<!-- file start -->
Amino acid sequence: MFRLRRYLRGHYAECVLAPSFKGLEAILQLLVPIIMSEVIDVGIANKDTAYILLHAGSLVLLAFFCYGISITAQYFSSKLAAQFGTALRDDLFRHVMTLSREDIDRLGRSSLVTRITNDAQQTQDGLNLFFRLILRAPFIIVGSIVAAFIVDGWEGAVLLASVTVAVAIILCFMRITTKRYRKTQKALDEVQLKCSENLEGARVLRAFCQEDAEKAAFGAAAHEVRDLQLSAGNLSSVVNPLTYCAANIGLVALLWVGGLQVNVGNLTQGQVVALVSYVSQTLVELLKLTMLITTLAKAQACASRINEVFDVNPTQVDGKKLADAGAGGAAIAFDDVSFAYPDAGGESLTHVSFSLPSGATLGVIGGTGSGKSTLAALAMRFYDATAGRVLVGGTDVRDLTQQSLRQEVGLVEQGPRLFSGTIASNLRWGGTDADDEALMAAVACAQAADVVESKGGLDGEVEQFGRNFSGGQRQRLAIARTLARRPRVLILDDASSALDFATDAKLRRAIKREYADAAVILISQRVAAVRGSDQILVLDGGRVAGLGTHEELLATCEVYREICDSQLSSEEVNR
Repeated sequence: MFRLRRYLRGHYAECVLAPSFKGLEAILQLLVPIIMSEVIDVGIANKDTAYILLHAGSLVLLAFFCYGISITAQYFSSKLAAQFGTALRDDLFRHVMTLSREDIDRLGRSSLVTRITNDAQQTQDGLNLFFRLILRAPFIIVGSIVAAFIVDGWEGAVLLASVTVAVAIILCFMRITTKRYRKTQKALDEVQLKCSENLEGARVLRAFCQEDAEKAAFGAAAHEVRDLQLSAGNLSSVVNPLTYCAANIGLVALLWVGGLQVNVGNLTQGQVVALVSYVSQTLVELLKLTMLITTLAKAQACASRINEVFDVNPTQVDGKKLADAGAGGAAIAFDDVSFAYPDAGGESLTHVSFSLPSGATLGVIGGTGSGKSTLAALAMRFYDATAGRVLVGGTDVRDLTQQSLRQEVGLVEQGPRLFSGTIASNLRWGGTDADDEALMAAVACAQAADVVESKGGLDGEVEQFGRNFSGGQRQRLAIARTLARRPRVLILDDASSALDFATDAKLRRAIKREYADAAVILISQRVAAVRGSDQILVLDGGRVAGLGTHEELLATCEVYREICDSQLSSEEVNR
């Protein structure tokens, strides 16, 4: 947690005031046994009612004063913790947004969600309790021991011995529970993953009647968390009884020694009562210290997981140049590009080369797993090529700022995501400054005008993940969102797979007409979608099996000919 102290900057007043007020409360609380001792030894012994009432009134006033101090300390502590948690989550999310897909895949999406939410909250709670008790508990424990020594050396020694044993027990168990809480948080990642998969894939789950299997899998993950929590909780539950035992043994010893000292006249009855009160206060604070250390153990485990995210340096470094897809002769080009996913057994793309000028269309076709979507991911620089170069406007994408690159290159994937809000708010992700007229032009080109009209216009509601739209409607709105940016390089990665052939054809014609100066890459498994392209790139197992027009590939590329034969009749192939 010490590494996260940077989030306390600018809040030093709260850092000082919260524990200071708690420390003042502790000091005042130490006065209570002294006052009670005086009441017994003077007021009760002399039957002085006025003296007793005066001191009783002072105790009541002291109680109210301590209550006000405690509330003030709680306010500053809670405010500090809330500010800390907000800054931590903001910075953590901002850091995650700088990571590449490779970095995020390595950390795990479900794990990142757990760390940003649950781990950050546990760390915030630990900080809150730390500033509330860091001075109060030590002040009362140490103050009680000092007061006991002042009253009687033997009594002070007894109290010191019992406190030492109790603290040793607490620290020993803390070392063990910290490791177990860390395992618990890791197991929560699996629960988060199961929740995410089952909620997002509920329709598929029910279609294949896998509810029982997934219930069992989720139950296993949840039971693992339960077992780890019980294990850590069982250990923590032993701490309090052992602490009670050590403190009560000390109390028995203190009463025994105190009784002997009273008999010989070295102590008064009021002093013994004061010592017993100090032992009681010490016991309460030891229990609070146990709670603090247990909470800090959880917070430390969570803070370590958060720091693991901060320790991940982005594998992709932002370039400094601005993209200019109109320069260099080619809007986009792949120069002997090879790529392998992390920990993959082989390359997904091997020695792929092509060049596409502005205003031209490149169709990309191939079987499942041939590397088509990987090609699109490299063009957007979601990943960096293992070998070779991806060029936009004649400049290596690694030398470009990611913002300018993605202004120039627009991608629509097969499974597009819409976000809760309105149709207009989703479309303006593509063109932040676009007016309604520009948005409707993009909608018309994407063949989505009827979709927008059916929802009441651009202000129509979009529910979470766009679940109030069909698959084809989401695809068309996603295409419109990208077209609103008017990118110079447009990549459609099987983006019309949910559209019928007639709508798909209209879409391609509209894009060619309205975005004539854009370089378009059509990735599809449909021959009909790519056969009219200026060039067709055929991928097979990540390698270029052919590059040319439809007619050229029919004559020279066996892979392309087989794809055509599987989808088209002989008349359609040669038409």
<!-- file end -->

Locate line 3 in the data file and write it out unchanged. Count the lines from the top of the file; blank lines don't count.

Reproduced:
């Protein structure tokens, strides 16, 4: 947690005031046994009612004063913790947004969600309790021991011995529970993953009647968390009884020694009562210290997981140049590009080369797993090529700022995501400054005008993940969102797979007409979608099996000919 102290900057007043007020409360609380001792030894012994009432009134006033101090300390502590948690989550999310897909895949999406939410909250709670008790508990424990020594050396020694044993027990168990809480948080990642998969894939789950299997899998993950929590909780539950035992043994010893000292006249009855009160206060604070250390153990485990995210340096470094897809002769080009996913057994793309000028269309076709979507991911620089170069406007994408690159290159994937809000708010992700007229032009080109009209216009509601739209409607709105940016390089990665052939054809014609100066890459498994392209790139197992027009590939590329034969009749192939 010490590494996260940077989030306390600018809040030093709260850092000082919260524990200071708690420390003042502790000091005042130490006065209570002294006052009670005086009441017994003077007021009760002399039957002085006025003296007793005066001191009783002072105790009541002291109680109210301590209550006000405690509330003030709680306010500053809670405010500090809330500010800390907000800054931590903001910075953590901002850091995650700088990571590449490779970095995020390595950390795990479900794990990142757990760390940003649950781990950050546990760390915030630990900080809150730390500033509330860091001075109060030590002040009362140490103050009680000092007061006991002042009253009687033997009594002070007894109290010191019992406190030492109790603290040793607490620290020993803390070392063990910290490791177990860390395992618990890791197991929560699996629960988060199961929740995410089952909620997002509920329709598929029910279609294949896998509810029982997934219930069992989720139950296993949840039971693992339960077992780890019980294990850590069982250990923590032993701490309090052992602490009670050590403190009560000390109390028995203190009463025994105190009784002997009273008999010989070295102590008064009021002093013994004061010592017993100090032992009681010490016991309460030891229990609070146990709670603090247990909470800090959880917070430390969570803070370590958060720091693991901060320790991940982005594998992709932002370039400094601005993209200019109109320069260099080619809007986009792949120069002997090879790529392998992390920990993959082989390359997904091997020695792929092509060049596409502005205003031209490149169709990309191939079987499942041939590397088509990987090609699109490299063009957007979601990943960096293992070998070779991806060029936009004649400049290596690694030398470009990611913002300018993605202004120039627009991608629509097969499974597009819409976000809760309105149709207009989703479309303006593509063109932040676009007016309604520009948005409707993009909608018309994407063949989505009827979709927008059916929802009441651009202000129509979009529910979470766009679940109030069909698959084809989401695809068309996603295409419109990208077209609103008017990118110079447009990549459609099987983006019309949910559209019928007639709508798909209209879409391609509209894009060619309205975005004539854009370089378009059509990735599809449909021959009909790519056969009219200026060039067709055929991928097979990540390698270029052919590059040319439809007619050229029919004559020279066996892979392309087989794809055509599987989808088209002989008349359609040669038409």